Southbound at 35000 feet, crossing over into Algeria at sunset. Last sliver of the sun has dipped like a sleepy goldfish below the clouds lining the west horizon, and the sky has darkened into an even more impossibly deep red. Below, on an outcropping into the otherwise barren coast, a pair of lonely refinery towers flicker like birthday candles left to burn when the hostess became distracted by more important matters.

Ahead, over the Atlas mountains and across the Sahara, the map traces improbable names that I know only from fairy tales and conference room trivia: Algiers, Tamanarasset, and Ouagadougou. And Oz and Asgard and Tatooine – or at least might as well be. But they’re down there. For real. Peering through the dark window, of course, there’s nothing below to even indicate that earth is still there. We’re a pressurized metal tube, blasting through the air six miles above fairyland, as distant and impossible to it as it is to us.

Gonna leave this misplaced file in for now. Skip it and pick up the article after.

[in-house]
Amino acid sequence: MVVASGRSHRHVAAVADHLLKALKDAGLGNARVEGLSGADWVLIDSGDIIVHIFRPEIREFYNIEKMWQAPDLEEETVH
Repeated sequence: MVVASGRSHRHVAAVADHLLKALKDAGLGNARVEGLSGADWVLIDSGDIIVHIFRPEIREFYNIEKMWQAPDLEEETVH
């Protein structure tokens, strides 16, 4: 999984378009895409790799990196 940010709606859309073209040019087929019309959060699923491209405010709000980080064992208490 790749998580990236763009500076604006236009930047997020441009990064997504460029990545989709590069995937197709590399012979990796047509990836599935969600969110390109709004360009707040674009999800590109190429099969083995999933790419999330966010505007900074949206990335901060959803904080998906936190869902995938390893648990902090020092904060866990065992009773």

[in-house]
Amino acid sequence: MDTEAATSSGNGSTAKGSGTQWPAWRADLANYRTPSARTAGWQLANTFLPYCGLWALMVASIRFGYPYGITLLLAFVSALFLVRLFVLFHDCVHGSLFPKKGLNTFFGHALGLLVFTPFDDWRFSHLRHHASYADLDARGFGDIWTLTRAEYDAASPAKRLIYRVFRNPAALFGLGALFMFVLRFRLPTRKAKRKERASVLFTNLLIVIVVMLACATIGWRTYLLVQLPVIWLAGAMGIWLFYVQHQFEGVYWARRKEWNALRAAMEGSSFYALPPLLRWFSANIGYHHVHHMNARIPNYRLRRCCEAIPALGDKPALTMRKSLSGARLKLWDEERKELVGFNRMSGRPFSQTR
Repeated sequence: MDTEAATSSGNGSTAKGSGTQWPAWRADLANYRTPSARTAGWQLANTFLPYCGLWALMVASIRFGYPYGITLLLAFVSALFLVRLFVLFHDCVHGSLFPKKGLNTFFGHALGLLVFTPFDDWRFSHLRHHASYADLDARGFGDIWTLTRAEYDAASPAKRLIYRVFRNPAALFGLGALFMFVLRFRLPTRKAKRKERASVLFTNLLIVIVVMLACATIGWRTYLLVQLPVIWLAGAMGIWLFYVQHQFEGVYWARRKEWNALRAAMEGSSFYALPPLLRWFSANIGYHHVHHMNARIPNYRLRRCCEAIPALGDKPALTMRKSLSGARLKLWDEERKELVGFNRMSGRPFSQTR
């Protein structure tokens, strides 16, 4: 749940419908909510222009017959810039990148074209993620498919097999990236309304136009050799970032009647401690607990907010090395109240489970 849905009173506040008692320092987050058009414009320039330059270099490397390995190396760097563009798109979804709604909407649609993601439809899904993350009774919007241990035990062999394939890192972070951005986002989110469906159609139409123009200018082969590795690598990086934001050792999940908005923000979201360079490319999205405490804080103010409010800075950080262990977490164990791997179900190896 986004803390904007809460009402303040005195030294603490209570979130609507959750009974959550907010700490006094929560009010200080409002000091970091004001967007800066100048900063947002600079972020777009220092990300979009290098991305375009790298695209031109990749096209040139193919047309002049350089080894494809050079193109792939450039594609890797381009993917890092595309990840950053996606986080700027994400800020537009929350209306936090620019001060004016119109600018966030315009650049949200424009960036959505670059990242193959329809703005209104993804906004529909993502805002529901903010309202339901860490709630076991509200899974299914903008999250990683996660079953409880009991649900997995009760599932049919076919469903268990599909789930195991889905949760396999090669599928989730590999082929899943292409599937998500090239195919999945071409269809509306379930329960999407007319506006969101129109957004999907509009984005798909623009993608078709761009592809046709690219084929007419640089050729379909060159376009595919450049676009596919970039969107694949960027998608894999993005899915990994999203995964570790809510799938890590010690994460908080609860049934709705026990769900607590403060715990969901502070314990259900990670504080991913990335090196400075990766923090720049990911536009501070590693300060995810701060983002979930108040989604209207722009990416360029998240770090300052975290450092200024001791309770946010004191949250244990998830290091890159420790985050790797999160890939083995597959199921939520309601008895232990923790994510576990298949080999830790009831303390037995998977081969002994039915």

And so here we are.

It has taken us a bit longer than we expected to get this far. Something about France, I’m led to believe. As the British Airways folks explained, there was “a problem with France”, and rather than flying the direct route straight down the of the Loire valley, we’d have to take a little detour. Like, for example, back out over the Atlantic, down through Spain turning a right at the Pyrenees and left at Cadiz, resuming our normal course once we we’d put Gallic territory (and air traffice control) safely behind us. Adds another hour to the trip, but hey we’ll get to Accra anyway.

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